Memphis Grizzlies: Why the Grizzlies Should Not Trade Gay or Randolph

Andy HuSenior Writer IIJanuary 16, 2013

NEW ORLEANS - MARCH 03:  Zach Randolph #50, Mike Conley #11, Marc Gasol #33 congratulate Rudy Gay #22 of the Memphis Grizzlies after picking up a loose ball against the New Orleans Hornets at the New Orleans Arena on March 3, 2010 in New Orleans, Louisiana.  NOTE TO USER: User expressly acknowledges and agrees that, by downloading and/or using this Photograph, User is consenting to the terms and conditions of the Getty Images License Agreement.  (Photo by Chris Graythen/Getty Images)
Chris Graythen/Getty Images

The Memphis Grizzlies should not risk breaking up their frontcourt trio by attempting to trade Rudy Gay or Zach Randolph. Through 36 games played this season, the Grizzlies are the fourth seed in the Western Conference and are still in the upper elite category with the San Antonio Spurs, Oklahoma City Thunder or Los Angeles Clippers.

The Grizzlies have one of the best frontcourt tandems in the league, but they're confusingly still overlooked and underrated. Gay, Randolph, and Marc Gasol work extremely well together on offense and defense and they all possess unique skill sets that complement each other nicely.

Some teams seek a midseason trade to add a crucial, missing piece to their team to make them a contender, like the Thunder did two seasons ago by obtaining Kendrick Perkins.

But the Grizzlies are in a different position.

With the overabundance of offensive talent that the Thunder team had a few seasons back, Jeff Green became expendable. However, Gay and Randolph are two of the team's top three players, with the bulk of the Grizzlies' offense running through the two of them, along with Gasol. 

Right now, the talent and skill sets of each individual player on the team complement each other perfectly. From point guard to center, the Grizzlies have constructed a team where each member has a unique role without having redundant talent at every position.


Trading away one of their main players, or even one of their role players, will hurt them more than help them.


Without Gay, there isn't anybody else on the team that can truly create their own shot down the stretch. Randolph is undoubtedly one of the best power forwards in the league today and even proved that he was capable of carrying a team on his back in the playoffs, but he's not the guy who can create his own shot when defenses collapse on him in the post.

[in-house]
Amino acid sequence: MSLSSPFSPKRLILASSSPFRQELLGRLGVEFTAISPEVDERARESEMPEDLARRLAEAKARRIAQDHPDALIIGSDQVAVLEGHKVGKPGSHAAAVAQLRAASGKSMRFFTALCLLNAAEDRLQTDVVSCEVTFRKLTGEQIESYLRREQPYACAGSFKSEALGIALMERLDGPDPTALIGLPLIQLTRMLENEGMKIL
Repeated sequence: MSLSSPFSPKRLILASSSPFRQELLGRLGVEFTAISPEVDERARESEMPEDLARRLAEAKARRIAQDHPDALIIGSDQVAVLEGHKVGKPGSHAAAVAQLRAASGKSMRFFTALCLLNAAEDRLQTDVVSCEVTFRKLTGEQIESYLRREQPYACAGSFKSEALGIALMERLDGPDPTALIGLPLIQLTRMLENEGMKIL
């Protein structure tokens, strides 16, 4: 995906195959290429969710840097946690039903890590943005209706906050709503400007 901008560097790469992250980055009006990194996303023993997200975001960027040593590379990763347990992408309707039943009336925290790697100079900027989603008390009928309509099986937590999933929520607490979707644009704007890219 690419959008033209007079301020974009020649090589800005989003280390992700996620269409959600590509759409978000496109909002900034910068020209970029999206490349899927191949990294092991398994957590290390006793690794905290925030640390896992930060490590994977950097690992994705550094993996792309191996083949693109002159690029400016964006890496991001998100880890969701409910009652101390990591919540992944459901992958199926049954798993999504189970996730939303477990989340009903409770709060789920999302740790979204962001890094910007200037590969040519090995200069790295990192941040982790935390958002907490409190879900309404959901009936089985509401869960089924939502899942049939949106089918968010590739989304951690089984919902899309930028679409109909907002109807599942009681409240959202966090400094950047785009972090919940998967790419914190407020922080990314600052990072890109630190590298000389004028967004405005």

Without Randolph, the Grizzlies lose their best rebounder and a dominant post presence, as well as a secondary go-to guy when the team needs a bucket. He's the main reason why the team is third in the league in rebounding rate at this point.

Though Gay is having arguably his worst season since his rookie year and is the major trade piece the team is trying to ship out, the jury is still out on him. He might be just having an off year and could bounce back once he finds his groove as the playoffs come closer.

It's highly unlikely that a player could be regressing, especially an athletic specimen like Gay, at twenty-six years of age and in his prime, so maybe we should give him the benefit of the doubt.

The Grizzlies have put themselves in a position to be a contender for the next few years with this lineup, and moving Gay or Randolph would devastate the team chemistry. 

Of all the players in trade rumors that could potentially benefit the team, Paul Pierce, Josh Smith, Bradley Beal and J.J. Hickson seem the most enticing. 


Realistically, however, none of these players on the market can drastically improve the Grizzlies and help them break through to the next level.


The Grizzlies are built to win now, but Pierce is thirty-five years old and is hardly an upgrade over Rudy Gay at this stage of his career. He probably has more wisdom and championship experience, but he has never been as athletic as Gay, even in his prime, and is likely a downgrade on defense. As one of the least athletic teams in the NBA, a Gay for Pierce trade would make the team slower. And Pierce isn't a player that can push the team over the top. 

Josh Smith coming to the team might make things a bit more interesting, as he's every bit the defender Gay is. But Smith isn't an upgrade over Gay on offense—he cannot break people down and create off the dribble like Gay, and the Grizzlies will probably have to give up another player or two for Smith.

J.J. Hickson is one of the most underrated, undersized centers and could instantly provide for this team. However, the Grizzlies already have a rebounding machine in Randolph, so trading Randolph for a package surrounding Hickson is just unnecessary. Hickson is nowhere near as dominant as Randolph in the post, and it's doubtful that the Grizzlies could get a dominant post scorer to fill in the void for Randolph if he does get traded. 

The trade to deal Gay to the Wizards for a package surrounding Bradley Beal has already reportedly been declined once by the Grizzlies, according to the Commercial Appeal, and for a good reason.

Although Beal hasn't been shooting the ball exceptionally well, he is still a good shooter in the right situation, and could help remedy the team's weaknesses in perimeter shooting. As I mentioned earlier though, the Grizzlies are built to win right now, and will not have time to develop a young prospect in Beal while Gasol is in his prime and Randolph is exiting his.

Although the Grizzlies are considering shaking up their team midway through the season, they would have a much better chance at contending for a championship if they keep their team intact.

Any trade of Gay or Randolph would ruin their exceptional frontcourt chemistry, and that's the last thing a contender would want to risk. Their roster is already well constructed and with everyone healthy this year, it'll be the perfect opportunity to see what this team can do in the playoffs.